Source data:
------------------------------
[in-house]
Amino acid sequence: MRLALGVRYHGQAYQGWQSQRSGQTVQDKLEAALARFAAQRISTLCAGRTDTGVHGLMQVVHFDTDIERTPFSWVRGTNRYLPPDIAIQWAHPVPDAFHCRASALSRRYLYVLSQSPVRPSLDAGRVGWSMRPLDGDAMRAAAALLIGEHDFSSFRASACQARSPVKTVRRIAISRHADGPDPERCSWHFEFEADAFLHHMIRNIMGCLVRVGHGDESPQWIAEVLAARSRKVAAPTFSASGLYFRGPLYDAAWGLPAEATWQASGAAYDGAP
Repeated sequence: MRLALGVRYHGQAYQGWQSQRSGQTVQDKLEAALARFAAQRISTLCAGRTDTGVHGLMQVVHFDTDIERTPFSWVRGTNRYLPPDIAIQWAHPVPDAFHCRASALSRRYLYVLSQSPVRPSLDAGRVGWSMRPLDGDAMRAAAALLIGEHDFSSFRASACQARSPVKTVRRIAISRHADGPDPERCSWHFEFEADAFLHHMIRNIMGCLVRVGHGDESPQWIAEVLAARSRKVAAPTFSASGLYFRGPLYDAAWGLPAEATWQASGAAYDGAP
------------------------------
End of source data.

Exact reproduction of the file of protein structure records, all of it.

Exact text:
[in-house]
Amino acid sequence: MRLALGVRYHGQAYQGWQSQRSGQTVQDKLEAALARFAAQRISTLCAGRTDTGVHGLMQVVHFDTDIERTPFSWVRGTNRYLPPDIAIQWAHPVPDAFHCRASALSRRYLYVLSQSPVRPSLDAGRVGWSMRPLDGDAMRAAAALLIGEHDFSSFRASACQARSPVKTVRRIAISRHADGPDPERCSWHFEFEADAFLHHMIRNIMGCLVRVGHGDESPQWIAEVLAARSRKVAAPTFSASGLYFRGPLYDAAWGLPAEATWQASGAAYDGAP
Repeated sequence: MRLALGVRYHGQAYQGWQSQRSGQTVQDKLEAALARFAAQRISTLCAGRTDTGVHGLMQVVHFDTDIERTPFSWVRGTNRYLPPDIAIQWAHPVPDAFHCRASALSRRYLYVLSQSPVRPSLDAGRVGWSMRPLDGDAMRAAAALLIGEHDFSSFRASACQARSPVKTVRRIAISRHADGPDPERCSWHFEFEADAFLHHMIRNIMGCLVRVGHGDESPQWIAEVLAARSRKVAAPTFSASGLYFRGPLYDAAWGLPAEATWQASGAAYDGAP